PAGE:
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Ellen Nussey (1817 - 1897)
'Brookroyd' - the place,
where the family had to move
after the death of Ellen's father
Ellen Nussey has claim to great fame within the Brontë circles, and this she owes to nothing more than her close friendship with the three sisters. Her first encounter with the Brontës was when she met Charlotte while both were pupils at Roe Head School in 1831, and this led to their life-long friendship. She subsequently became one of the few 'close' friends of both Anne and Emily. In May 1849, at Anne's request, she accompanied her and Charlotte on, what turned out to be, the ill-fated visit to Scarborough.
Anne's letter to Ellen Nussey.
As Ellen lived to the ripe old age of 80, dying in 1897, she has been one of the most valuable sources of biographical information on the Brontë family, and in particular on Anne.
Ellen's early home where she lived until September 1836. Charlotte visited Ellen here in September 1832: she was escorted by Branwell, who, being so overwhelmed by the beauty of the place, told Charlotte he was leaving her 'in paradise'. After the death of Ellen's father, the family had to move to the much more modest 'Brookroyd' - seen in the photograph. Charlotte visited here on many occasions, and it was in this house where she corrected her proof-sheets of Jane Eyre - yet we are still told that Ellen, at this point and beyond, had no knowledge of Charlotte's novel writing! Ellen invited Anne to visit and spend some time here, but for one reason or another - possibly Anne's shyness and inability to socialise - the visit never took place.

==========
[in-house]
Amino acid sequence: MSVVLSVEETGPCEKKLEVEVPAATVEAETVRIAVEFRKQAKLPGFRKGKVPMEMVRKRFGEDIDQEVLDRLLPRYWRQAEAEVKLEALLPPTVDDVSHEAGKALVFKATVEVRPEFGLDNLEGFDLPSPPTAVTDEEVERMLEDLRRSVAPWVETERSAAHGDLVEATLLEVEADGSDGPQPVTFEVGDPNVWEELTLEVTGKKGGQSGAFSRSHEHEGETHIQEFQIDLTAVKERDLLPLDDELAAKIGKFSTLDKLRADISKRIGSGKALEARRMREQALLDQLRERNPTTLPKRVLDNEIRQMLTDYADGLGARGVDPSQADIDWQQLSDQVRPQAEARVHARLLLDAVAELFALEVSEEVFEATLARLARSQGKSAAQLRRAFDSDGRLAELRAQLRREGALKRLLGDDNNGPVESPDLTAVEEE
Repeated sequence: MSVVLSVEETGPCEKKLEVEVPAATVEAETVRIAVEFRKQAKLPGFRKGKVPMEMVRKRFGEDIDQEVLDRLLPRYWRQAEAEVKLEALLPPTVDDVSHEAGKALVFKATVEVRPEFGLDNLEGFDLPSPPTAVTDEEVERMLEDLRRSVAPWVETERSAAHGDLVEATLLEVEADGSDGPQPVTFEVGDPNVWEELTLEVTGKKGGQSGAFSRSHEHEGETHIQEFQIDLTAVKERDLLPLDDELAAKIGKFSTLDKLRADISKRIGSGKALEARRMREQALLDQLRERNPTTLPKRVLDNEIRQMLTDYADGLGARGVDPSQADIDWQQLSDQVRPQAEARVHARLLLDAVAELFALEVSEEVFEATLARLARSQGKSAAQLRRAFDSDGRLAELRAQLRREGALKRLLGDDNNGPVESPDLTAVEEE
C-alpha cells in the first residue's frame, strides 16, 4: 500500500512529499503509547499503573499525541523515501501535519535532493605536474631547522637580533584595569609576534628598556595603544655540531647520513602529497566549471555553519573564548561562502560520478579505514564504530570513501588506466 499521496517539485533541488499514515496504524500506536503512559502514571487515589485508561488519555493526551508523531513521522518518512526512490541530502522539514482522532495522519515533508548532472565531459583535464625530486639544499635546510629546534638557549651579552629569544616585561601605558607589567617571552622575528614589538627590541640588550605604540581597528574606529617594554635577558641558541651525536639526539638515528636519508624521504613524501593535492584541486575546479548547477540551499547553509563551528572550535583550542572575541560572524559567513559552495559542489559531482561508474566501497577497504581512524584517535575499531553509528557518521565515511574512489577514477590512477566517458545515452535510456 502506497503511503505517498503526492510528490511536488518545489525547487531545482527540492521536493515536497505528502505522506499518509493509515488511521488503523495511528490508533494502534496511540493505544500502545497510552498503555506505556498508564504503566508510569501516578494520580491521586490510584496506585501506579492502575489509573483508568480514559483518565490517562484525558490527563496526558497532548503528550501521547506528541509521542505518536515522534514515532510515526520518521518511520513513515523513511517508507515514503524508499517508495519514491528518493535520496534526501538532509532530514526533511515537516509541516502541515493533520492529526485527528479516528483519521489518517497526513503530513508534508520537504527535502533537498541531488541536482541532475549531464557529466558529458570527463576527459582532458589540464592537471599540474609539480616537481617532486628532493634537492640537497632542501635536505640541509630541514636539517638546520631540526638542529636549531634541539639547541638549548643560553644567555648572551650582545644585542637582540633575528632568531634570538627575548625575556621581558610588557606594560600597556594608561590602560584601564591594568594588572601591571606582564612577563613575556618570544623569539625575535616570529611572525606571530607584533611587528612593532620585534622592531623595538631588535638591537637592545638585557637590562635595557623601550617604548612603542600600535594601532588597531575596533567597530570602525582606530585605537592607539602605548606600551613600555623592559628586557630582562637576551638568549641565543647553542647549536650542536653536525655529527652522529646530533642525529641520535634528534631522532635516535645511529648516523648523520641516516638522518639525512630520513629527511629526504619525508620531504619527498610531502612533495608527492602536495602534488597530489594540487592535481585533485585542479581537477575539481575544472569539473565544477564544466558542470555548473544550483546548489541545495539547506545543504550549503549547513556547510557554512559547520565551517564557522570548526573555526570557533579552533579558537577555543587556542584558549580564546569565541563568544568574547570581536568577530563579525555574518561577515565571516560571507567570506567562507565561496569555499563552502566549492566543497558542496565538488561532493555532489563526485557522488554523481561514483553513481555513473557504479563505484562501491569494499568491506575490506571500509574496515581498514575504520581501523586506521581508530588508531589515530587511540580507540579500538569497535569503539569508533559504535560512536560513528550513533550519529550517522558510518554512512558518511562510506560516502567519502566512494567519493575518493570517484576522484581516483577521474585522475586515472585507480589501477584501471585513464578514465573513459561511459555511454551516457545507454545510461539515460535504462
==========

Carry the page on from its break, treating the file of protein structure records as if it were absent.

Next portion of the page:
Above: taken around 1855. The photograph above
was taken during the last
few years of Ellen's life
(around the mid -1890s).
The Nussey family tomb stands solitary in front of St Peter's Church, Birstall. This building is said to have been the model for 'Briarfield Church' in Charlotte's novel, Shirley.
The Nussey family tomb
|© Митрофанова Екатерина Борисовна, 2009 ||